DESPITE evidence to the contrary, campaigners against genetically modified (GM) food continue to feed consumers stories about risks to health or ecology - to the detriment of long-term food security, writes DAVID LEYONHJELM.
CANADIAN authorities recently approved commercial scale production of genetically modified (GM) salmon eggs. The fish that they become cannot yet be sold to the public as food, but it is intended that day will come.
The fish are Atlantic salmon containing an extra gene from Chinook salmon. The gene enables them to grow twice as fast as non-GM salmon.
Fish farming has a bright future. Health experts recommend we eat more fish to reduce heart disease and obesity. Wild fisheries cannot sustain the catch levels needed to meet growing demand, so it makes eminent sense to commercially farm them.
But fish farming is not something that just anyone can do. Like any type of farming, economic viability requires efficiency. Indeed, in its early days fish farmers lost a lot of money as they struggled to understand the variables and to drive down costs to allow them to compete with wild fisheries.
Through improved knowledge and technology, production costs are now at a point where quite a range of species can be profitably farmed. But fish farms also compete with each other, both domestically and internationally, just like farms that grow soybeans, cattle or carrots. So there is never any letup in the quest for increased productivity.
Besides saving wild fisheries, more efficient fish farms can have other environmental benefits too. Because excreta from fish farms are a source of pollution in coastal waters, those with greater feed conversion efficiency will utilise less feed, leading to less waste and less excreta for each tonne of fish produced.
In the future, fish may be genetically modified to reduce the environmental impact of their excreta. I mention this because it is already a reality with pigs. A strain of pigs in Canada has been engineered with genetic material from a mouse to reduce phosphorous in its faeces.
Known as the Enviropig, these pigs excrete 20-60 percent less phosphorus than normal pigs. Phosphorus in piggery waste can be quite a problem if it leaches into ponds, streams, and rivers because it stimulates increased algal growth and has other adverse effects.
Unfortunately for those concerned with the health of waterways, anti-GM activists mounted such a fierce campaign against the Enviropig that the program was halted prior to commercialisation. Its major commercial supporter withdrew support in 2012 and the University of Guelph killed the pigs, from the 10th generation of the project, when it couldn’t find a new partner to fund the project.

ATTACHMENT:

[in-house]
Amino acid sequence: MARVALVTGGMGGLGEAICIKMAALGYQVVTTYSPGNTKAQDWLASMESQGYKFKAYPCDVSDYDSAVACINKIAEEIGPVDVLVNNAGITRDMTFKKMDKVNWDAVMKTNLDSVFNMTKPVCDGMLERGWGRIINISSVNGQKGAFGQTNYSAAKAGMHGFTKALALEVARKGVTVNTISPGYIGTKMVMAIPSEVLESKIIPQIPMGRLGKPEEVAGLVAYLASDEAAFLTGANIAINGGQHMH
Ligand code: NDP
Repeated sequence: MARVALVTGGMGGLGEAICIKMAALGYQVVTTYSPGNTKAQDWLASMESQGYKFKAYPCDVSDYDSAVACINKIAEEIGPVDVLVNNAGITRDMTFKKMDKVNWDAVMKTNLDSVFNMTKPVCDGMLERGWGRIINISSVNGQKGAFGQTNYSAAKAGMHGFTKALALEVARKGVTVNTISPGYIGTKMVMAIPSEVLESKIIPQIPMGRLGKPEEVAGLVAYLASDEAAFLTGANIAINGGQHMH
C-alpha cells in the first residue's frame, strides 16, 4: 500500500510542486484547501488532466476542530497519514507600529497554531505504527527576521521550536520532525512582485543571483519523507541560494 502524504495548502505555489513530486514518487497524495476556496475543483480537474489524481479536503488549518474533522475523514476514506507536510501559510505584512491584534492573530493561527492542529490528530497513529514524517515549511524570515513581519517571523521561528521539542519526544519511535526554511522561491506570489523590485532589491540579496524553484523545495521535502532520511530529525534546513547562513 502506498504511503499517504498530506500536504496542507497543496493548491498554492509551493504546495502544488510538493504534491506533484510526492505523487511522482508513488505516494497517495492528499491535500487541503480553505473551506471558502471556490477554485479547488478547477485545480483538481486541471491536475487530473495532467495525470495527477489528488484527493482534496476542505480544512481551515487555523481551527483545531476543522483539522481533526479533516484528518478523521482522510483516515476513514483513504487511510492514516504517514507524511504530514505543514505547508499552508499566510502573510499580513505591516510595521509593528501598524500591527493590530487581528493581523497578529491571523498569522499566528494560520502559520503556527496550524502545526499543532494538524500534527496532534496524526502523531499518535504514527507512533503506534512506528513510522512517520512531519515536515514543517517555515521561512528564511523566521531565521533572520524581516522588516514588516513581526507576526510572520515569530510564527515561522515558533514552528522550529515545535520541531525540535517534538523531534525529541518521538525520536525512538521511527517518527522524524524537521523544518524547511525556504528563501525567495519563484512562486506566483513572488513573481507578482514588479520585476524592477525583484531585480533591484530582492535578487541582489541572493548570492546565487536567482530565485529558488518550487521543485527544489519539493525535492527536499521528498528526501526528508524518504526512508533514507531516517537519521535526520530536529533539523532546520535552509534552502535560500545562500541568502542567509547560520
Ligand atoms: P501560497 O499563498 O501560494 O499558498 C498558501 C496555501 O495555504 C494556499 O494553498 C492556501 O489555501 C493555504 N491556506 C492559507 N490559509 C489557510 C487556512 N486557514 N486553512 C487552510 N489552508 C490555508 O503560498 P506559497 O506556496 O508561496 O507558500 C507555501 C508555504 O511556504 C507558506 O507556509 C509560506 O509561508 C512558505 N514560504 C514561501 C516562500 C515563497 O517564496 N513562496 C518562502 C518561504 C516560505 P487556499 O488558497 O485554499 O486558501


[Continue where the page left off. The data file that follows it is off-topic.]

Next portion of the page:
Had the Enviropig made it onto the market, it would have become the first genetically engineered animal in the food system. The fast-growing salmon may now have that honour.
Already the opponents are preparing to prevent that though. The term “frankenfish” is being bandied about and there are wild claims that the fish will escape fish farms and endanger wild Atlantic salmon. The claim of insufficient testing is being made, a claim that is still made today despite genetically modified crops being grown commercially for 20 years.
There is an entire industry fixated on preventing food from genetically modified sources from reaching our plates. Australia’s own veteran anti-GM campaigner, Bob Phelps, has made a career of it for more than 20 years. The mere mention of genetic modification is sufficient, without needing to know more, to prompt some people to froth at the mouth.
The problem is not that these people are obsessed, but that they inflict their obsessions on society by convincing politicians and regulators that they represent mainstream opinion. They invent scary stories, mislead the media, enlist gullible politicians and public figures, and frighten off investors with threats of boycotts and other direct action.
Because of them most of Europe thinks food from genetically modified sources is bad for human health, the environment or animal welfare, or all of the above, contrary to all scientific evidence. So bizarre has it become that the EU won’t even buy GM canola to convert into biodiesel for use in cars and machinery.
At the same time there are no concerns about the use of genetically modified organisms to produce vaccines, insulin or other pharmaceuticals, whether for humans or animals, or the use of genetically modified rennet in the production of cheese. There is nothing rational about irrational obsessives.
By any objective measure Canada’s genetically modified fish should be welcomed with open arms. It will make a healthy fish diet cheaper and more readily available, while relieving the pressure on wild fisheries.
Of course the risks will be fully considered by experts prior to it being approved for human consumption, but there is nothing inherently hazardous about eating a piece of salmon with DNA from both Atlantic and Chinook species. You could just as easily consume a meal comprising a separate piece from each.
If they escaped from a fish farm and were capable of breeding with wild fish (which may not be the case), they would only grow faster if the same level of food was available as in a fish farm. That is not likely. And so what if they grow faster anyway?
But whether the public, media, politicians and regulators recognise the benefits, or are swayed by the anti-GM obsessives, is far from certain. If the history of GM crops is any guide, we are in for a long, tortuous battle.
David Leyonhjelm has been an agribusiness consultant for 25 years and was recently elected to the Senate for the Liberal Democrats. He may be contacted at email@example.com